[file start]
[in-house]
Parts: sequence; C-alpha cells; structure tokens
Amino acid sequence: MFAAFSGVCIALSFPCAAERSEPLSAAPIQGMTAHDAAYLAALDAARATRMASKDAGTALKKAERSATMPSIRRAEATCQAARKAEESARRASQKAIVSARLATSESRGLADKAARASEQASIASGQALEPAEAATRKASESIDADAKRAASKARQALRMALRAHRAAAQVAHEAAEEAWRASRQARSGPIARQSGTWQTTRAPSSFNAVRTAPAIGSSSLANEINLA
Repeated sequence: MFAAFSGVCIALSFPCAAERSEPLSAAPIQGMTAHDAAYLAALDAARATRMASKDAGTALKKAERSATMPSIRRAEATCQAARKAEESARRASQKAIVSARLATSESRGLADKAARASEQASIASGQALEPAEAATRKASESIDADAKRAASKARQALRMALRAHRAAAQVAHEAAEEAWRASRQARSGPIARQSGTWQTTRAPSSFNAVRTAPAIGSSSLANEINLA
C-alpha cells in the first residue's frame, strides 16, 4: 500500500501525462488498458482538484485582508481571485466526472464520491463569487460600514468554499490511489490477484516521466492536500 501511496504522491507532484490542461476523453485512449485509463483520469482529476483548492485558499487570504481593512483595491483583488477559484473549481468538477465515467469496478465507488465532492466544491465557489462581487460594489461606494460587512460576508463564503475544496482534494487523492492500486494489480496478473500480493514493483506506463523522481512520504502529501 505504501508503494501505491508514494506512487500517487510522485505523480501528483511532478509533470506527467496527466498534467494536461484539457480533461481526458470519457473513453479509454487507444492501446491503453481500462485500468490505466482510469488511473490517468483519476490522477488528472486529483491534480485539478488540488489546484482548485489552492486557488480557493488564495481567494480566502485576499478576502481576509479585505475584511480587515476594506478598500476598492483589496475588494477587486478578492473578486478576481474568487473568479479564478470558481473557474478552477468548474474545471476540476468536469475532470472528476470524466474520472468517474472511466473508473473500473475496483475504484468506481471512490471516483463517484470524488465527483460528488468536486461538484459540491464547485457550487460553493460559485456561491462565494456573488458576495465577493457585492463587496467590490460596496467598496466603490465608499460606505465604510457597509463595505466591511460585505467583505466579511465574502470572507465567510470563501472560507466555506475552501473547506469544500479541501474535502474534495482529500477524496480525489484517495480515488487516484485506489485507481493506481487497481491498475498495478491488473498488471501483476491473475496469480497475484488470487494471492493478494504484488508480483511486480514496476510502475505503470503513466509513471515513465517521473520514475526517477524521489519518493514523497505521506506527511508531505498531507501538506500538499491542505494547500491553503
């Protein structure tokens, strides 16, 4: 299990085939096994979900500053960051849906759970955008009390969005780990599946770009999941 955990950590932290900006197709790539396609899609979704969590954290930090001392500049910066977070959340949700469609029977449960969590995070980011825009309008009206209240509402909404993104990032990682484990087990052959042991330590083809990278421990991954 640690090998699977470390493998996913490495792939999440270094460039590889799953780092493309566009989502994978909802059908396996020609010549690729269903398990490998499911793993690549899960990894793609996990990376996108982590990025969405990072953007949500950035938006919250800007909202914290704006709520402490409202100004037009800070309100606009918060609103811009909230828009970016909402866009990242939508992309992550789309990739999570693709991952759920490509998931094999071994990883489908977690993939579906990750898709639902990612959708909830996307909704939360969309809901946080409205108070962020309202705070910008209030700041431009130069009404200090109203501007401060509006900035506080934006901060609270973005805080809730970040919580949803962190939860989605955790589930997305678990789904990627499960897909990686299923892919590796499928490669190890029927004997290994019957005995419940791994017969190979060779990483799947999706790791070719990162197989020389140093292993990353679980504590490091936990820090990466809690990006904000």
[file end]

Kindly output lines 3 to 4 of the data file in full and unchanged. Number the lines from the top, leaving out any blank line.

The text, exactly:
Amino acid sequence: MFAAFSGVCIALSFPCAAERSEPLSAAPIQGMTAHDAAYLAALDAARATRMASKDAGTALKKAERSATMPSIRRAEATCQAARKAEESARRASQKAIVSARLATSESRGLADKAARASEQASIASGQALEPAEAATRKASESIDADAKRAASKARQALRMALRAHRAAAQVAHEAAEEAWRASRQARSGPIARQSGTWQTTRAPSSFNAVRTAPAIGSSSLANEINLA
Repeated sequence: MFAAFSGVCIALSFPCAAERSEPLSAAPIQGMTAHDAAYLAALDAARATRMASKDAGTALKKAERSATMPSIRRAEATCQAARKAEESARRASQKAIVSARLATSESRGLADKAARASEQASIASGQALEPAEAATRKASESIDADAKRAASKARQALRMALRAHRAAAQVAHEAAEEAWRASRQARSGPIARQSGTWQTTRAPSSFNAVRTAPAIGSSSLANEINLA